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Dr Julie Dickson

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Fellow and Senior Law Tutor, Somerville College & Associate Professor of Law, Faculty of Law.

Julie Dickson (LLB, Dip. L.P. Glasgow; MA, DPhil Oxon) is Fellow and Senior Law Tutor at Somerville College, and Associate Professor in the Faculty of Law. After completing a D. Phil in Philosophy of Law at Balliol College, Oxford, she held posts at the University of Leicester and University College London before taking up a Fellowship in Law at Somerville College in 2002.

Dr Dickson works mainly in general jurisprudence or philosophy of law, and especially on methodological issues, and her publications on this topic include her book, Evaluation and Legal Theory (2001). She is also interested in theoretical aspects of European Union Law, including the theory of legal systems in the EU context. Dr Dickson teaches Jurisprudence and European Union Law at both undergraduate and postgraduate levels, and is the review articles editor of the Oxford Journal of Legal Studies. She also serves on the editorial board of legal philosophy journals, Legal Theory, Law and Philosophy, Transnational Legal Theory and Problema.

Dr Dickson's most recent book project - with regard to which she served as both co-editor and contributor - was to produce a new book featuring the best contemporary work combining legal and political philosophy and European Union law. J. Dickson and P. Eleftheriadis (eds.) Philosophical Foundations of European Union Law, was published by Oxford University Press in 2012. She is currently working on a new monograph on the methodology of Legal Philosophy, under contract with Oxford University Press, working title: Elucidating Law: The Philosophy of Legal Philosophy.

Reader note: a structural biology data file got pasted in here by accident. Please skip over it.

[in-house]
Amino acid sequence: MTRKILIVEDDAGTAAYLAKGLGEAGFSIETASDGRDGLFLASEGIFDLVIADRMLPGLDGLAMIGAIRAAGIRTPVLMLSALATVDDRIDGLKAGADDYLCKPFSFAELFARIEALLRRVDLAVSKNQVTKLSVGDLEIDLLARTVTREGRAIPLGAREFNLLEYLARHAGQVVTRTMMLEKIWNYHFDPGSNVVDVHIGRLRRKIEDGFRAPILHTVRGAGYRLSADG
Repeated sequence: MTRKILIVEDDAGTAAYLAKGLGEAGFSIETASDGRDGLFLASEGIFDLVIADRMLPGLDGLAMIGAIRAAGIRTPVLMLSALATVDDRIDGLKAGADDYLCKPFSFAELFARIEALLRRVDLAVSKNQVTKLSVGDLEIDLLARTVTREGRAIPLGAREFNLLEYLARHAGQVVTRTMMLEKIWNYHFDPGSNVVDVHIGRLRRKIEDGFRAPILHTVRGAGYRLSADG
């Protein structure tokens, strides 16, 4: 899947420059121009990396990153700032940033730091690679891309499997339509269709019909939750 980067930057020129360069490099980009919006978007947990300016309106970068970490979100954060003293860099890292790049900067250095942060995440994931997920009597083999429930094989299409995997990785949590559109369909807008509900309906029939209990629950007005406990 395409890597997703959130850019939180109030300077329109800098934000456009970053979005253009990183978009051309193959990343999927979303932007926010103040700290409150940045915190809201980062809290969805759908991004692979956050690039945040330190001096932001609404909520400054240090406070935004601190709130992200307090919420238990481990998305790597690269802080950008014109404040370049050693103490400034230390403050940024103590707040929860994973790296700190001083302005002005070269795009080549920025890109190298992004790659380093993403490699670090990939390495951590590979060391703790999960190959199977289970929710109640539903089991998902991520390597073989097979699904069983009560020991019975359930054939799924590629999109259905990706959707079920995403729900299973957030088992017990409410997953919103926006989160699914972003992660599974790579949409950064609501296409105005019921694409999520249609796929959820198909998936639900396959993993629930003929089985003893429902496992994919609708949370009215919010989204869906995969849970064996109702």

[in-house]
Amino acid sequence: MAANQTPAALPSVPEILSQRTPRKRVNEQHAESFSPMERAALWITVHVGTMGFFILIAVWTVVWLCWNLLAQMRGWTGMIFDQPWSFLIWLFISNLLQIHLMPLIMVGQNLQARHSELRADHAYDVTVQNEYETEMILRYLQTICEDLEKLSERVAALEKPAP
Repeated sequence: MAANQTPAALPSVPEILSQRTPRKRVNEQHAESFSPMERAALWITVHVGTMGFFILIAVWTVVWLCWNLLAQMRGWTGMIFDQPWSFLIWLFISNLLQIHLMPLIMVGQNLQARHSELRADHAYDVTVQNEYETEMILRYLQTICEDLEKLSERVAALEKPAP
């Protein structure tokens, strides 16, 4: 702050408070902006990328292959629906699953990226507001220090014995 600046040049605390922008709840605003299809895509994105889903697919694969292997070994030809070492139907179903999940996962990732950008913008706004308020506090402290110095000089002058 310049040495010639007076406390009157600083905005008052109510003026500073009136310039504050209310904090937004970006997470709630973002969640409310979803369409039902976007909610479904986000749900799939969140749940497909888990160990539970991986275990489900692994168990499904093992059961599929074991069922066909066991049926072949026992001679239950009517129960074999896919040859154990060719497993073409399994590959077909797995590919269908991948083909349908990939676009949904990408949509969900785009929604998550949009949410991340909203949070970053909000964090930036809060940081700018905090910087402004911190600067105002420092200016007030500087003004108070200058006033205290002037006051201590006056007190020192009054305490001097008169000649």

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Journal Articles


J Dickson, 'Ours is a Broad Church: Indirectly Evaluative Legal Philosophy as a Facet of Jurisprudential Inquiry' (2015) 6 Jurisprudence 207 [...]

Questions concerning the aims and aspirations, criteria of success and even proper delineation of the subject matter of theories of law, have given rise to some of the most intractable and contentious debates in contemporary legal philosophy. In this article, I outline my vision of the remit and character of legal philosophy, with particular emphasis on the methodological approach with which I am most concerned in my own work, and which I refer to here as ‘indirectly evaluative legal philosophy’ (IELP). I do so partly in response to some vehement criticisms of, and, in my view, significant mischaracterisations of, IELP and cognate approaches to theorising about law, which feature in some recent jurisprudential debates. My position, which I am in the process of developing in depth in a new monograph, supports a pluralistic methodological outlook which emphasises disciplinary and sub-disciplinary complementarity as an alternative to the febrile adversarialism sometimes afflicting our discipline. For, in my view, ours is a broad church, and all theoretical accounts able to illuminate and help us understand any aspect of law’s variegated and complex character are (to invoke a Scottish saying) welcome in the main body o’ the kirk.

J Dickson, 'Who’s Afraid of Transnational Legal Theory?: Dangers and Desiderata ' (2015) Transnational Legal Theory (forthcoming)


J Dickson, 'Estado del arte de la filosofía del derecho' (2014) 36 Doxa: Cuadernos de Filosofía del Derecho (forthcoming)


J Dickson, 'Directives in European Union Legal Systems: Whose Norms Are They Anyway?' (2011) 17 European Law Journal 190 [...]

This article is concerned with whether the concept of a legal system - long a centrepiece of state-based legal theories – is a useful conceptual tool in theorising the contemporary European Union and its legal relations with its Member States. The focus lies particularly with EU Directives, and with what the character and operation of this distinctive type of EU norm can tell us a regards the existence of and relations between legal systems in the EU. I argue for the view that the EU is comprised of distinct but interacting legal systems at EU and national level, and claim that the character and operation of directives supports this view. Throughout the discussion I try to bring the conceptual tools of analytical legal philosophy to bear on puzzles generated by EU law and its relations with national law, in order to show that a sound analysis of aspects of the EU can benefit from abstract legal philosophical reflection, and vice versa.